Tatarstan Spiritual Leader Injured in Car Blast

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The mufti of Russia’s Volga Republic of Tatarstan, Ildus Faizov, was injured when his car exploded in the republic’s capital Kazan on Thursday, the Russian Investigative Committee said.

The mufti of Russia’s Volga Republic of Tatarstan, Ildus Faizov, was injured when his car exploded in the republic’s capital Kazan on Thursday, the Russian Investigative Committee said.

“The shockwave threw him out of the car, he received injuries of varying degrees and was hospitalized,” Investigative Committee spokesman Vladimir Markin said.

"According to preliminary data, there were three blasts in total," Markin added. "The type of the explosive device and its force are currently being established by specialists. They believe the explosive device was planted under the chassis of the car, near the passenger seat."

A spokesman for the republic’s interior ministry said Faizov, who suffered an ankle joint fracture during the blast, is currently being operated on.

The blast occurred hours after Faizov’s former deputy Valiulla Yakupov was shot dead near his house. The link between the two attacks and a possible connection to the two victims’ professional activities is being probed.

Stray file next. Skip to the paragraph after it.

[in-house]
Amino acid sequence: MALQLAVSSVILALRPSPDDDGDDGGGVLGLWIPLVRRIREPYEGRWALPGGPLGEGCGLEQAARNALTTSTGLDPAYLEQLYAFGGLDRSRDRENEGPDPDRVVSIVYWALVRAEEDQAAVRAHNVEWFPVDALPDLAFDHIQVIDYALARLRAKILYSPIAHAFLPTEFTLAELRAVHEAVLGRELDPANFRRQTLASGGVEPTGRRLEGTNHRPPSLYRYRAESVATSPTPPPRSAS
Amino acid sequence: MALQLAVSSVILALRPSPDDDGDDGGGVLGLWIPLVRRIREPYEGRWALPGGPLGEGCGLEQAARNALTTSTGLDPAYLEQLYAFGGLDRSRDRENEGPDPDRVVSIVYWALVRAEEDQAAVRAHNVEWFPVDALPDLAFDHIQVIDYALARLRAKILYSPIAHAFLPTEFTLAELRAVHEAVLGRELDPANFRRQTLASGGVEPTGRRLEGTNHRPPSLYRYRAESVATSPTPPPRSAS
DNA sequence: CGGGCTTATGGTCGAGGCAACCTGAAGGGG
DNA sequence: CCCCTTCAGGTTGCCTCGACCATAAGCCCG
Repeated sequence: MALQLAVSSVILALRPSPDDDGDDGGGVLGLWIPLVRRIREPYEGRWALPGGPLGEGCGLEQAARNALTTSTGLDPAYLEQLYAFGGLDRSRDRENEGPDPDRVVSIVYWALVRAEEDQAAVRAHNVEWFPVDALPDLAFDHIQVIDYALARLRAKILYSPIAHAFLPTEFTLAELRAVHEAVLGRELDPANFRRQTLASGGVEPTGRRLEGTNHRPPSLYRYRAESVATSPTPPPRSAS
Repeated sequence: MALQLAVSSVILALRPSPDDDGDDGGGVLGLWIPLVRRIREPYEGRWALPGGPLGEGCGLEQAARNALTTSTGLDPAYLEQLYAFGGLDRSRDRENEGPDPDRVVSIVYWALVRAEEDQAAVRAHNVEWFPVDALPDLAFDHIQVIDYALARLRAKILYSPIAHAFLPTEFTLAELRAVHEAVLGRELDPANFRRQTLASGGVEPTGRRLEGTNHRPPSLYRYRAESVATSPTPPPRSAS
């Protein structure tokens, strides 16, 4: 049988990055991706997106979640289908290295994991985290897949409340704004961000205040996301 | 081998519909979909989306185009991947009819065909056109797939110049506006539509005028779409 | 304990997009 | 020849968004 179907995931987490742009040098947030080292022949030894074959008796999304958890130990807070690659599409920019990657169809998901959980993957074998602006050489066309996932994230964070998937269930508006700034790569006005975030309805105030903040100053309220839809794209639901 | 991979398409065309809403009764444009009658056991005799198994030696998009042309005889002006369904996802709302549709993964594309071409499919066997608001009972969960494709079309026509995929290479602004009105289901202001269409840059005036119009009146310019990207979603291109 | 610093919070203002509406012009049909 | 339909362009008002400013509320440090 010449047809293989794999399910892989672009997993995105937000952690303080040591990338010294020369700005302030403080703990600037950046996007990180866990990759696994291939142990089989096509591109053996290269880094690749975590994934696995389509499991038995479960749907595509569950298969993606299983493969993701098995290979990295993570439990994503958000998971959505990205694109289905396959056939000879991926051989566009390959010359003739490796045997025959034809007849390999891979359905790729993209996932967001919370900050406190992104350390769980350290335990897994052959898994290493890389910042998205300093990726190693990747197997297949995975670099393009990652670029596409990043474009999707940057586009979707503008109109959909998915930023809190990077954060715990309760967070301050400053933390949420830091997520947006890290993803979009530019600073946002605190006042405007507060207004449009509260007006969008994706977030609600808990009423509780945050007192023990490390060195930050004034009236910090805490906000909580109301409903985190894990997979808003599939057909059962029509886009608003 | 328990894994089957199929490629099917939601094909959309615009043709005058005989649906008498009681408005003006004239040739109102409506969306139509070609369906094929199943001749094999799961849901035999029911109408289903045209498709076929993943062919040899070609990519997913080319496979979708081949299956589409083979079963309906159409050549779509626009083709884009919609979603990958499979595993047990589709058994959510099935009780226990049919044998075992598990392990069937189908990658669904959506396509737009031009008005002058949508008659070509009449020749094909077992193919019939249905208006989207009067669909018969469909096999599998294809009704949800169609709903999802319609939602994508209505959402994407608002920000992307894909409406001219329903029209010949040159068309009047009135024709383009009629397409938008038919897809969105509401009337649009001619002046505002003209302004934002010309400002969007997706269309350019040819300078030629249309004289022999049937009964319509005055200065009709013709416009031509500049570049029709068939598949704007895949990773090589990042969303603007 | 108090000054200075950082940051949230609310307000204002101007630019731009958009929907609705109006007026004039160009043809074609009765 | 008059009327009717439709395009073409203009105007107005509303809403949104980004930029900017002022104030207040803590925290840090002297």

Both attacks occurred on the day before the beginning of Ramadan, the Islamic holy month.

“It’s evident that these two crimes are directly linked and, most likely, they were performed by the same group. We are probing all versions, from professional activities to the involvement of so-called religious fanatics,” a security source in the republic said.

Mufti Albir Krganov, first deputy head of the Central Spiritual Board of Russian Muslims, called on all Russian Muslims to stay calm.

“I call on all believers to show restraint. Those monsters are trying to destroy our stability and peace, and [we need] to avoid giving in to provocations,” he said.

According to Nezavisimaya Gazeta, Caucasus separatist leader Doku Umarov ordered in 2011 that Tatarstan Muslims should be taught radical Islam and persuaded to join the jihad. Moderate scholars in Tatarstan have since had to counter the growing popularity of radical Islamists from the North Caucasus, most of whom are former militants.

Traditional Tatar theologist and former Mufti of Tatarstan, Farid Salman, said the attacks showed that the confrontation between radicalism and traditional Islam has intensified in the republic.

“The fight against clerics who oppose radicalism under the guise of Islam has begun,” he said.

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